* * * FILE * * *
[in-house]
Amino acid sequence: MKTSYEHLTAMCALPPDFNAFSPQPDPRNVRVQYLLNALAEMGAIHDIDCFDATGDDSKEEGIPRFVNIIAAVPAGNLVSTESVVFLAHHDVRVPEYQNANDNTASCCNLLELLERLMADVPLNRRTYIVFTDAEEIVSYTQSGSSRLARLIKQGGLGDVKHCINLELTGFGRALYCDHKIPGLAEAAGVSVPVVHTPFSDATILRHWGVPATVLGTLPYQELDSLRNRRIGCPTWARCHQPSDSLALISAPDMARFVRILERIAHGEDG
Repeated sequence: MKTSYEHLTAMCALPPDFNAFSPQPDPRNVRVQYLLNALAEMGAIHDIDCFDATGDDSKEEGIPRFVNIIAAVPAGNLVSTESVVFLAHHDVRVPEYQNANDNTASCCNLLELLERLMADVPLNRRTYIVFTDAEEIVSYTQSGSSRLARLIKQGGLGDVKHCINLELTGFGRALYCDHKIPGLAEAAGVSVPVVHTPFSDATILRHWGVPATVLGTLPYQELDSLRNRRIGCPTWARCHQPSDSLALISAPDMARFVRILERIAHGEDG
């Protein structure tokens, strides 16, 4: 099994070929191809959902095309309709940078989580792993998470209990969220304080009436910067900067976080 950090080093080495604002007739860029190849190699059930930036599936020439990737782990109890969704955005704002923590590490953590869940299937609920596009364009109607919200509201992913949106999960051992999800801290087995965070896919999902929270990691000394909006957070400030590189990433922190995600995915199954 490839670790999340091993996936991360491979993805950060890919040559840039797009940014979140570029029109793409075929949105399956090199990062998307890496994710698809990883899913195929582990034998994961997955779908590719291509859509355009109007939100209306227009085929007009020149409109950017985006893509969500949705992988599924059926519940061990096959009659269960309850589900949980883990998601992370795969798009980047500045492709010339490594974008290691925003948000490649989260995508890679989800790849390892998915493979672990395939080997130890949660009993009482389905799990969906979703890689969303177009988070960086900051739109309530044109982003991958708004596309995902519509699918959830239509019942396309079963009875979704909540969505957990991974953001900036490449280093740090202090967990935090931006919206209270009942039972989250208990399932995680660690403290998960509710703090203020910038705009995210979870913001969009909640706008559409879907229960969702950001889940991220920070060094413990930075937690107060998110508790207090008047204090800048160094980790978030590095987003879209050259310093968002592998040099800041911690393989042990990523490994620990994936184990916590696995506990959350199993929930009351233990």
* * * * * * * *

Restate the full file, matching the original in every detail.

[in-house]
Amino acid sequence: MKTSYEHLTAMCALPPDFNAFSPQPDPRNVRVQYLLNALAEMGAIHDIDCFDATGDDSKEEGIPRFVNIIAAVPAGNLVSTESVVFLAHHDVRVPEYQNANDNTASCCNLLELLERLMADVPLNRRTYIVFTDAEEIVSYTQSGSSRLARLIKQGGLGDVKHCINLELTGFGRALYCDHKIPGLAEAAGVSVPVVHTPFSDATILRHWGVPATVLGTLPYQELDSLRNRRIGCPTWARCHQPSDSLALISAPDMARFVRILERIAHGEDG
Repeated sequence: MKTSYEHLTAMCALPPDFNAFSPQPDPRNVRVQYLLNALAEMGAIHDIDCFDATGDDSKEEGIPRFVNIIAAVPAGNLVSTESVVFLAHHDVRVPEYQNANDNTASCCNLLELLERLMADVPLNRRTYIVFTDAEEIVSYTQSGSSRLARLIKQGGLGDVKHCINLELTGFGRALYCDHKIPGLAEAAGVSVPVVHTPFSDATILRHWGVPATVLGTLPYQELDSLRNRRIGCPTWARCHQPSDSLALISAPDMARFVRILERIAHGEDG
């Protein structure tokens, strides 16, 4: 099994070929191809959902095309309709940078989580792993998470209990969220304080009436910067900067976080 950090080093080495604002007739860029190849190699059930930036599936020439990737782990109890969704955005704002923590590490953590869940299937609920596009364009109607919200509201992913949106999960051992999800801290087995965070896919999902929270990691000394909006957070400030590189990433922190995600995915199954 490839670790999340091993996936991360491979993805950060890919040559840039797009940014979140570029029109793409075929949105399956090199990062998307890496994710698809990883899913195929582990034998994961997955779908590719291509859509355009109007939100209306227009085929007009020149409109950017985006893509969500949705992988599924059926519940061990096959009659269960309850589900949980883990998601992370795969798009980047500045492709010339490594974008290691925003948000490649989260995508890679989800790849390892998915493979672990395939080997130890949660009993009482389905799990969906979703890689969303177009988070960086900051739109309530044109982003991958708004596309995902519509699918959830239509019942396309079963009875979704909540969505957990991974953001900036490449280093740090202090967990935090931006919206209270009942039972989250208990399932995680660690403290998960509710703090203020910038705009995210979870913001969009909640706008559409879907229960969702950001889940991220920070060094413990930075937690107060998110508790207090008047204090800048160094980790978030590095987003879209050259310093968002592998040099800041911690393989042990990523490994620990994936184990916590696995506990959350199993929930009351233990």